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Childhood Dress to Table Runner in Three Easy Steps

While cleaning out some boxes in our basement this holiday season, I came across one with “vintage clothing” inside.  That’s what you call anything worn in the 60s or 70s.  It sounds much fancier than “old clothes”. 

At the top of the box was a red Christmas jumper; it was one of two identical dresses ordered from The Sear and Robuck catalogue for my sister and me to wear on Christmas Sunday, I’m guessing, in about 1970 or so.  Sidenote:  Did you know that you can look at old Sear and Robuck Wishbooks online?  Check this out and plan to spend a few hours there http://wishbookweb.com/  You will soon discover that plaid was a big thing then.


Even for boys.  Gotta love the Toughsins.  We all had ’em. 


Now back to my project…

While still in fairly good condition, the fabric on the bodice of the dress was degrading and as result, it was shedding copious amounts of red dust on everything it touched.  


Because of the mess, I was tempted to toss the garment right into the trash, but the plaid fabric was in such good shape that I hesitated for a moment or two.  I LOVE plaid and while I’m unsure of the fabric content because all of the labels had faded, it was most likely a polyester of some kind.  The woven fabric was in excellent condition and caused such sweet memories to tumble through my head.  Was that the year that I wanted an autoharp for Christmas?  I think it was.  

Obviously, there were too many wonderful memories tied up in that dress to simply throw it away.  So here’s what I did…

Step one:  Salvage the fabric.

Using my seam ripper, I got busy separating the skirt from the bodice.


This was a little fiddly and messy but easily accomplished while listening to Christmas music and having a cup of tea.

Then I gave that skirt a nice bath.  


Again, unsure of the fabric content, I used a mild detergent in cool water and allowed it to sit for a bit.  

I carefully rinsed the fabric and rolled it up in a fluffy towel to absorb most of the excess water.  Then I hung it on the rack to dry.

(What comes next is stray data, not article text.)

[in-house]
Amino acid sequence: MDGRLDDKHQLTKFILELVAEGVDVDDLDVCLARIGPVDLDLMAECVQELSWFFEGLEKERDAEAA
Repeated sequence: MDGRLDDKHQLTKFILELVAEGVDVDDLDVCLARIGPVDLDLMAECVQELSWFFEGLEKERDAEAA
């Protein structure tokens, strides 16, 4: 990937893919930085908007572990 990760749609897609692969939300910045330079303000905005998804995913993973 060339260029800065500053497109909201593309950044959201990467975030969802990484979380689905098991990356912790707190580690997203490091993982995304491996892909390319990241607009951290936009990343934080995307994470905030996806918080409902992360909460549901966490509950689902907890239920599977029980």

Step number two:  Give that fabric remnant a new life.  

Now clean and dry, I carefully pressed the plaid fabric with a medium-hot iron to steam out wrinkles and open up the old hem, which promptly came out with a pull on the line of stitching.  

There was enough usable fabric for a small pillow or a doll blanket, which would have been equally endearing, but I quickly decided upon a table runner because of its obviously long and skinny shape.  Perfect.  

Following the lines of the woven plaid, I trimmed the fabric to its maximum length and width following the straight of the grain.  Then I serged the edges with the serger to keep them from unraveling.  Back at the ironing board, I turned in about 1/2 inch along all edges and mitered the corners, pinning them in place.  A straight line of stitching with white thread secured each edge.  Small lengths of red pom pom trim on each end provided the finishing touch! 


Step three:  Enjoy!

The table runner now sits on my farmhouse table under a piece of wood that was once part of my grandmother’s quilting frame.  Fat candles in thick,  seeded-glass holders line up on top.   There is so much sentiment and satisfaction in that simple centerpiece, now completed with the addition of the plaid runner.  I may trek out into the woods for a few sprigs of cedar, too. 

I think I love it.  

Merry Christmas!

I Do Christmas Cards for Me, Not You.

That sounds awfully selfish, doesn’t it?
Let me explain.
I’ve sent Christmas cards every year since 1982. That’s the year Eric and I got married. I’ve sent photo greeting cards every year since Clay was born in 1986. That’s more than thirty different cards, counting this year’s version. At an average of 100 cards per year, that’s more than 3,000 envelopes and pushing $1500 in postage.  Did you just check my math?  I know some of you checked my math.  
What?

Is it worth it?

How do I justify the time and cost it takes to send out Christmas cards each year?
It’s simple. It’s all about me.  
I come by it honestly. My mom was a big Christmas card sender. Yep, we even did photo greeting cards back in the day when we only had black and white film and my dad set up the camera with a timer.